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TRACING NATIVE AMERICAN LANGUAGE HISTORY THROUGH CONSONANT CLUSTER REDUCTION: THE CASE OF LUMBEE ENGLISH

TRACING NATIVE AMERICAN LANGUAGE HISTORY THROUGH CONSONANT CLUSTER REDUCTION: THE CASE OF LUMBEE... american speech 76.4 (2001) ronments do, with prepausal environments falling in between. This gradation is intuitively plausible, as fully articulated preconsonantal clusters necessarily involve the production of three or more consonant sounds consecutively—quite difficult for English speakers to articulate. The phonetic composition of the cluster affects variability as well; clusters in which the first segment is a nasal are most likely to be reduced, followed by laterals, sibilants, and stops. Morphologically, reduction takes place in monomorphemic environments (ol’ for old) more often than bimorphemic environments created through suffixation (walk’ for walked), while a third category of clusters, characterized by word-internal vowel change and redundant suffixation (kep’ for kept), falls in the middle. Logically, bimorphemic clusters would be less likely candidates for reduction, because they have a greater functional load than monomorphemic clusters. Prosodically, clusters in unstressed syllables are more prone to reduction than those in stressed syllables. The following is a summary of these internal constraints, synthesized from various sources and taken from Wolfram, Childs, and Torbert (2000) (CCR decreases from left to right): Following context preobstruent > presonorant > prevocalic (e.g., [bEs kId] ‘best kid’ > [bEs nem] ‘best name’ > [bEs át] ‘best at’) Preceding context http://www.deepdyve.com/assets/images/DeepDyve-Logo-lg.png American Speech: A Quarterly of Linguistic Usage Duke University Press

TRACING NATIVE AMERICAN LANGUAGE HISTORY THROUGH CONSONANT CLUSTER REDUCTION: THE CASE OF LUMBEE ENGLISH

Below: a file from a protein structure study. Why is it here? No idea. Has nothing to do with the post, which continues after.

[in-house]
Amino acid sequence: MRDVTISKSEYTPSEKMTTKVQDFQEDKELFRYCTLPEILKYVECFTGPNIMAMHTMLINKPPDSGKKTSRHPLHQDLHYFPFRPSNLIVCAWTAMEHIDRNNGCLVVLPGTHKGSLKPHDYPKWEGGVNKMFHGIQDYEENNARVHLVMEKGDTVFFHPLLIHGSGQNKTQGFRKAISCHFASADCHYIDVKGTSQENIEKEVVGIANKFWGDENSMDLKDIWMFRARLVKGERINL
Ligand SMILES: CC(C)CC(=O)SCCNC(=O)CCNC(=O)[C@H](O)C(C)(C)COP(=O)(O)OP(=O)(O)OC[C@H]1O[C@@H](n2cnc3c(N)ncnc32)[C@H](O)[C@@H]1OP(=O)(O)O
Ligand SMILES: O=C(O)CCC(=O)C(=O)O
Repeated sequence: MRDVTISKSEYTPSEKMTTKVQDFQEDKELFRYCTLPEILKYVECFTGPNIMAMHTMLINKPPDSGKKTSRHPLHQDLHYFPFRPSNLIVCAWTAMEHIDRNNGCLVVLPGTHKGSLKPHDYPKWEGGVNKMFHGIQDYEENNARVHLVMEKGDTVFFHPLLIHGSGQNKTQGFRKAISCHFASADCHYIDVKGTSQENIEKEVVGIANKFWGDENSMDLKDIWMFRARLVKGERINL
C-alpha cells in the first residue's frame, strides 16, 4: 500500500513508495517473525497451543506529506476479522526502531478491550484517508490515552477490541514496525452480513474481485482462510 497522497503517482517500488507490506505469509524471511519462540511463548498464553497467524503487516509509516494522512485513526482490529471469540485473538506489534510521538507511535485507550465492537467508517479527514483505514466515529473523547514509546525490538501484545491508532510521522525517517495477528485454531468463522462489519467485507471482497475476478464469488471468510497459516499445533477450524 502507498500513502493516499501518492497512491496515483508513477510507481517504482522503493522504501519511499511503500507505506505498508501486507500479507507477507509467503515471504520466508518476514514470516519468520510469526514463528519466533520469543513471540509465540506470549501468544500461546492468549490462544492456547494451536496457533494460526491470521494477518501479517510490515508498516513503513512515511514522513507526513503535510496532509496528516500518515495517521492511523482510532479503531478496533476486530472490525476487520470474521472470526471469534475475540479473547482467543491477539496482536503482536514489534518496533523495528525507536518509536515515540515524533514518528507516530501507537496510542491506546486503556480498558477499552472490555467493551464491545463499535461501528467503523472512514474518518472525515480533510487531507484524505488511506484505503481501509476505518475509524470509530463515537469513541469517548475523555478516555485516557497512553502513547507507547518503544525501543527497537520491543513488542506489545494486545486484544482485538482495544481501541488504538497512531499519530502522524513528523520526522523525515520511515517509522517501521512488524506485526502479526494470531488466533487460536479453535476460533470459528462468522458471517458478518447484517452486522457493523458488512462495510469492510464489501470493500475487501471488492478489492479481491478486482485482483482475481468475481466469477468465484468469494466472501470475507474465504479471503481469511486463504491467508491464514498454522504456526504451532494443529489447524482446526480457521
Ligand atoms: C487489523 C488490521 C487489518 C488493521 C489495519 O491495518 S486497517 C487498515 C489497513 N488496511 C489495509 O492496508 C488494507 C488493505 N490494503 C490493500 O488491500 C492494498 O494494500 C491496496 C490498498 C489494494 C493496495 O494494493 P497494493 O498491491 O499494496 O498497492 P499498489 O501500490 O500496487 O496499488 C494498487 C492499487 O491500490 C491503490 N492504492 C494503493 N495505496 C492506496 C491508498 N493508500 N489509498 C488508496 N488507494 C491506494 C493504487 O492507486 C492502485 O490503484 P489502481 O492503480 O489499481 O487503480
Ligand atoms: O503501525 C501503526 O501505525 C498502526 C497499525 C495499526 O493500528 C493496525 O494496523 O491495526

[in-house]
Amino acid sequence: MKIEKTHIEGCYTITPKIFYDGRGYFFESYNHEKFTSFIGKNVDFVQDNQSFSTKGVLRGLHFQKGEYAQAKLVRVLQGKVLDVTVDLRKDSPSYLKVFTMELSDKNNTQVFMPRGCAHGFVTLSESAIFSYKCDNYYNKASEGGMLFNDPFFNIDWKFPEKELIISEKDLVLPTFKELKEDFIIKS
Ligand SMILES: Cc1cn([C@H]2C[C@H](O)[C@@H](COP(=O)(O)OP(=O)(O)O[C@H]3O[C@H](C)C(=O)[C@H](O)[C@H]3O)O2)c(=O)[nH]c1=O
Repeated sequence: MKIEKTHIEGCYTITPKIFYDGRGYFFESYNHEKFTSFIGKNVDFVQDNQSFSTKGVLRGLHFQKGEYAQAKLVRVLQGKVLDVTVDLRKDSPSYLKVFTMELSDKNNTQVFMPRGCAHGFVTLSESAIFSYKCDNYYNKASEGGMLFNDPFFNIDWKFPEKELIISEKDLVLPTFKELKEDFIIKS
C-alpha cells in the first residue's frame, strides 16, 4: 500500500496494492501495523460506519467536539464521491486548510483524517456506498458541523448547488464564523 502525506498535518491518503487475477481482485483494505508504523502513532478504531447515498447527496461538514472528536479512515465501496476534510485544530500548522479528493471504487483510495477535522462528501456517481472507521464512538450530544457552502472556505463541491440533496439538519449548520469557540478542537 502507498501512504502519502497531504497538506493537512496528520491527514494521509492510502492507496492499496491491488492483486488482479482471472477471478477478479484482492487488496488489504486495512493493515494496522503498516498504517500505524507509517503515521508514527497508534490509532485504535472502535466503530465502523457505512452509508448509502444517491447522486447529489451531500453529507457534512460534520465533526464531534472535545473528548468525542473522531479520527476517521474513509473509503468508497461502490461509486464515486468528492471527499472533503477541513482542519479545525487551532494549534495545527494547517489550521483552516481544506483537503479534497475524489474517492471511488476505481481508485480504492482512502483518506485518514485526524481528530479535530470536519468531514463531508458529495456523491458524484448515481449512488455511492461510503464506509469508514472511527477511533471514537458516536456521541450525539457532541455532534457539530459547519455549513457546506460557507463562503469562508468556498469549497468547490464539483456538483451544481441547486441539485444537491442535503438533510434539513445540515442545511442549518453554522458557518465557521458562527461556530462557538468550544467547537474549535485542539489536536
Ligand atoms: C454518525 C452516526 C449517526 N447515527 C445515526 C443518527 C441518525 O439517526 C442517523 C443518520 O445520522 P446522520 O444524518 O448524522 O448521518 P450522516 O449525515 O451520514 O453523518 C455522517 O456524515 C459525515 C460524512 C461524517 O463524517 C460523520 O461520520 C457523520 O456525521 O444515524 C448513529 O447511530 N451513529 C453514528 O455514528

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Publisher
Duke University Press
Copyright
Copyright 2001 by American Dialect Society
ISSN
0003-1283
eISSN
1527-2133
DOI
10.1215/00031283-76-4-361
Publisher site
See Article on Publisher Site

Abstract

american speech 76.4 (2001) ronments do, with prepausal environments falling in between. This gradation is intuitively plausible, as fully articulated preconsonantal clusters necessarily involve the production of three or more consonant sounds consecutively—quite difficult for English speakers to articulate. The phonetic composition of the cluster affects variability as well; clusters in which the first segment is a nasal are most likely to be reduced, followed by laterals, sibilants, and stops. Morphologically, reduction takes place in monomorphemic environments (ol’ for old) more often than bimorphemic environments created through suffixation (walk’ for walked), while a third category of clusters, characterized by word-internal vowel change and redundant suffixation (kep’ for kept), falls in the middle. Logically, bimorphemic clusters would be less likely candidates for reduction, because they have a greater functional load than monomorphemic clusters. Prosodically, clusters in unstressed syllables are more prone to reduction than those in stressed syllables. The following is a summary of these internal constraints, synthesized from various sources and taken from Wolfram, Childs, and Torbert (2000) (CCR decreases from left to right): Following context preobstruent > presonorant > prevocalic (e.g., [bEs kId] ‘best kid’ > [bEs nem] ‘best name’ > [bEs át] ‘best at’) Preceding context

Journal

American Speech: A Quarterly of Linguistic UsageDuke University Press

Published: Dec 1, 2001

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